The US approach to energy policy seeks to maximise the benefits of energy abundance and to push the country to be a global leader in energy technologies.
The effects of the US shale revolution have had far-reaching implications on the country’s energy landscape and has reshaped its approach to energy policy from a ‘mind set of scarcity to one seeking to maximise the benefits of energy abundance’, according to the International Energy Agency’s (IEA) in-depth review of US energy policies.
As a result of the shale boom, the US is now the world’s top oil and gas producer and a leading exporter for the fuels. Continued innovation in oil and gas extraction through additional refinements in horizontal drilling along with hydraulic fracturing has made oil and gas production a ‘mainstay of the US energy landscape and the world’, the review notes.
In just 10 years, domestic oil production increased by a considerable 124% driven by light tight oil production from shale formations.
In its review, the IEA notes that the country is poised for further production growth over the coming years, which places greater emphasis on the buildout of supporting infrastructure in order to maximise the benefits of shale. Future production growth and exports will depend on the buildout of complementary oil and gas pipelines. Despite efforts to streamline federal licensing for energy infrastructure, midstream infrastructure is still outpaced by shale production growth.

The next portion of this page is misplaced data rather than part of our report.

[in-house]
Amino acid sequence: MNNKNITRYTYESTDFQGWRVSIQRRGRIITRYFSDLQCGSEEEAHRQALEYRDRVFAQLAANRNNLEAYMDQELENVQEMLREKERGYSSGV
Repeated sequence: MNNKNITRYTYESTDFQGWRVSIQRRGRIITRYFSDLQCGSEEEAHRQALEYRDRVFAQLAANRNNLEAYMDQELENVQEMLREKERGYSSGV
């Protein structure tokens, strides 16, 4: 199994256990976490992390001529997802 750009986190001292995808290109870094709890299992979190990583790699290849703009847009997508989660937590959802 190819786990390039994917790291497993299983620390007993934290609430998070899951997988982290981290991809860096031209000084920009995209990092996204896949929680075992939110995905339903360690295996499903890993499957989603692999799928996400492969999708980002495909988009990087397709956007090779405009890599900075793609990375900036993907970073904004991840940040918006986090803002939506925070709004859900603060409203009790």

The review says that the country’s growing energy exports are playing an important role in diversifying global energy supplies and help mitigate the potential impact of disruption events.
As a result of this seismic energy shift, the country’s approach to energy policy has also changed. Current policy focuses on energy dominance, which reflects a strategy to maximise energy production, benefit from larger energy exports and be a global leader in energy technologies.
Fatih Birol, the IEA’s executive director, says: ‘Since the last in-depth review five years ago, the US has reshaped energy markets both domestically and around the world.
‘In this context, the IEA commends the lifting of the US ban on crude oil exports as well as efforts to streamline regulatory approvals for LNG exports, which have helped bolster global energy security by diversifying supply options for importers.’
Dr Birol adds: ‘The US is a cornerstone of global energy security and will play a critical role in any future IEA collective responses.’